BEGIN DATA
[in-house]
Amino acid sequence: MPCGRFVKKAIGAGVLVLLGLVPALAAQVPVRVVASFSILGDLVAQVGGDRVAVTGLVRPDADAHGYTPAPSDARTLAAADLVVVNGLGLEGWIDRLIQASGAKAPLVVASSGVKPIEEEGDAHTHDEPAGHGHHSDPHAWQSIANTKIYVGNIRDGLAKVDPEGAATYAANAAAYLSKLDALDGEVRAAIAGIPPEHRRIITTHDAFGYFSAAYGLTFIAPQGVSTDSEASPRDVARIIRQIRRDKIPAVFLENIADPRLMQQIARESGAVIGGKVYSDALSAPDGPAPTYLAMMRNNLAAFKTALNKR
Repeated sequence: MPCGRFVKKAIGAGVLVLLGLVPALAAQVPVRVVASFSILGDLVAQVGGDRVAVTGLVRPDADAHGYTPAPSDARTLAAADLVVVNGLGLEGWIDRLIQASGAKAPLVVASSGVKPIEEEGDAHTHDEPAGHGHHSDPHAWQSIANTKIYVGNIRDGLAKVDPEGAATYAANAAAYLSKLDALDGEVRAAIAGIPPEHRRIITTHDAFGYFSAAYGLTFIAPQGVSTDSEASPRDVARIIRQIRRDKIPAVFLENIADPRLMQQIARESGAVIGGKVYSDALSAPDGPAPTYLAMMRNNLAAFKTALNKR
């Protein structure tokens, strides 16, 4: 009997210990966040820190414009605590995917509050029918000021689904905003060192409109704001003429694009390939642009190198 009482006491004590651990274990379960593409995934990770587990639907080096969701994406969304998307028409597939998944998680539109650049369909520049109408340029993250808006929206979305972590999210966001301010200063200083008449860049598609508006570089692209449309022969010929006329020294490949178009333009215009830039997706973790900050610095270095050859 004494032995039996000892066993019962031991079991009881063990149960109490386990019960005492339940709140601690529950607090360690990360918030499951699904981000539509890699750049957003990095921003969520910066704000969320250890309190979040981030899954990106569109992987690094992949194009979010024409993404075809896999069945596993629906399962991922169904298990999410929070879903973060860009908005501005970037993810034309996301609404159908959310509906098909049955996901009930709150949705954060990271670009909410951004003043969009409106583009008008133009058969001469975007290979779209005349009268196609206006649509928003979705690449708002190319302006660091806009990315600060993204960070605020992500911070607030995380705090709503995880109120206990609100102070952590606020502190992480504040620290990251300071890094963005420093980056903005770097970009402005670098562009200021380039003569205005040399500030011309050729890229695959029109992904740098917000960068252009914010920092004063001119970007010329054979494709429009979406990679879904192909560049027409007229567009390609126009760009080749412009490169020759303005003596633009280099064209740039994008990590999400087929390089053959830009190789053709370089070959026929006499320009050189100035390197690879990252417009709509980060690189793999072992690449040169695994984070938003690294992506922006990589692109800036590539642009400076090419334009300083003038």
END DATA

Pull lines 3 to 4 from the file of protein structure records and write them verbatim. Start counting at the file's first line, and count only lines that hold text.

Repeated sequence: MPCGRFVKKAIGAGVLVLLGLVPALAAQVPVRVVASFSILGDLVAQVGGDRVAVTGLVRPDADAHGYTPAPSDARTLAAADLVVVNGLGLEGWIDRLIQASGAKAPLVVASSGVKPIEEEGDAHTHDEPAGHGHHSDPHAWQSIANTKIYVGNIRDGLAKVDPEGAATYAANAAAYLSKLDALDGEVRAAIAGIPPEHRRIITTHDAFGYFSAAYGLTFIAPQGVSTDSEASPRDVARIIRQIRRDKIPAVFLENIADPRLMQQIARESGAVIGGKVYSDALSAPDGPAPTYLAMMRNNLAAFKTALNKR
């Protein structure tokens, strides 16, 4: 009997210990966040820190414009605590995917509050029918000021689904905003060192409109704001003429694009390939642009190198 009482006491004590651990274990379960593409995934990770587990639907080096969701994406969304998307028409597939998944998680539109650049369909520049109408340029993250808006929206979305972590999210966001301010200063200083008449860049598609508006570089692209449309022969010929006329020294490949178009333009215009830039997706973790900050610095270095050859 004494032995039996000892066993019962031991079991009881063990149960109490386990019960005492339940709140601690529950607090360690990360918030499951699904981000539509890699750049957003990095921003969520910066704000969320250890309190979040981030899954990106569109992987690094992949194009979010024409993404075809896999069945596993629906399962991922169904298990999410929070879903973060860009908005501005970037993810034309996301609404159908959310509906098909049955996901009930709150949705954060990271670009909410951004003043969009409106583009008008133009058969001469975007290979779209005349009268196609206006649509928003979705690449708002190319302006660091806009990315600060993204960070605020992500911070607030995380705090709503995880109120206990609100102070952590606020502190992480504040620290990251300071890094963005420093980056903005770097970009402005670098562009200021380039003569205005040399500030011309050729890229695959029109992904740098917000960068252009914010920092004063001119970007010329054979494709429009979406990679879904192909560049027409007229567009390609126009760009080749412009490169020759303005003596633009280099064209740039994008990590999400087929390089053959830009190789053709370089070959026929006499320009050189100035390197690879990252417009709509980060690189793999072992690449040169695994984070938003690294992506922006990589692109800036590539642009400076090419334009300083003038």